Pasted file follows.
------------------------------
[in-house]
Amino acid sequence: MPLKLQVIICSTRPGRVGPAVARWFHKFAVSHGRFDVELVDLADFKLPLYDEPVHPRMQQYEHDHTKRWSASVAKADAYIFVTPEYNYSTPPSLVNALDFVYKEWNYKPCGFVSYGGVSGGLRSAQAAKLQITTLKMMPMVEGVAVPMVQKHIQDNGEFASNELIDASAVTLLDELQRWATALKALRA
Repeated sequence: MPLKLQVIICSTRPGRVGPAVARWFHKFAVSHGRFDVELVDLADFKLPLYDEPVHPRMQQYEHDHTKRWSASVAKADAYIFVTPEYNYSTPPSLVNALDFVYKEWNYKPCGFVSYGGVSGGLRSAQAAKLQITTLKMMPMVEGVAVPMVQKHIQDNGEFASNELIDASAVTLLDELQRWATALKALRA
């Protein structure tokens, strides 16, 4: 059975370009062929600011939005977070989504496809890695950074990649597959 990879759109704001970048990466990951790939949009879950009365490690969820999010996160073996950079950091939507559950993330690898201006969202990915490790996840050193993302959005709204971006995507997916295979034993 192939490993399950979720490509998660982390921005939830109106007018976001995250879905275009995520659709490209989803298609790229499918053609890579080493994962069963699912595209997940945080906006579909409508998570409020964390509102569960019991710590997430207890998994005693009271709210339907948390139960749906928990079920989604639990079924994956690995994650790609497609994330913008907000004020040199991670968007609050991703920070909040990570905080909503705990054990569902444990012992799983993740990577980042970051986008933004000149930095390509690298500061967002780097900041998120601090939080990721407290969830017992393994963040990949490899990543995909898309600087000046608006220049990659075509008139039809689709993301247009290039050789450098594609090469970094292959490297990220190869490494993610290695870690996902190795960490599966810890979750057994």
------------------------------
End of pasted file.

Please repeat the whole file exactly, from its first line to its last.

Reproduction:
[in-house]
Amino acid sequence: MPLKLQVIICSTRPGRVGPAVARWFHKFAVSHGRFDVELVDLADFKLPLYDEPVHPRMQQYEHDHTKRWSASVAKADAYIFVTPEYNYSTPPSLVNALDFVYKEWNYKPCGFVSYGGVSGGLRSAQAAKLQITTLKMMPMVEGVAVPMVQKHIQDNGEFASNELIDASAVTLLDELQRWATALKALRA
Repeated sequence: MPLKLQVIICSTRPGRVGPAVARWFHKFAVSHGRFDVELVDLADFKLPLYDEPVHPRMQQYEHDHTKRWSASVAKADAYIFVTPEYNYSTPPSLVNALDFVYKEWNYKPCGFVSYGGVSGGLRSAQAAKLQITTLKMMPMVEGVAVPMVQKHIQDNGEFASNELIDASAVTLLDELQRWATALKALRA
């Protein structure tokens, strides 16, 4: 059975370009062929600011939005977070989504496809890695950074990649597959 990879759109704001970048990466990951790939949009879950009365490690969820999010996160073996950079950091939507559950993330690898201006969202990915490790996840050193993302959005709204971006995507997916295979034993 192939490993399950979720490509998660982390921005939830109106007018976001995250879905275009995520659709490209989803298609790229499918053609890579080493994962069963699912595209997940945080906006579909409508998570409020964390509102569960019991710590997430207890998994005693009271709210339907948390139960749906928990079920989604639990079924994956690995994650790609497609994330913008907000004020040199991670968007609050991703920070909040990570905080909503705990054990569902444990012992799983993740990577980042970051986008933004000149930095390509690298500061967002780097900041998120601090939080990721407290969830017992393994963040990949490899990543995909898309600087000046608006220049990659075509008139039809689709993301247009290039050789450098594609090469970094292959490297990220190869490494993610290695870690996902190795960490599966810890979750057994």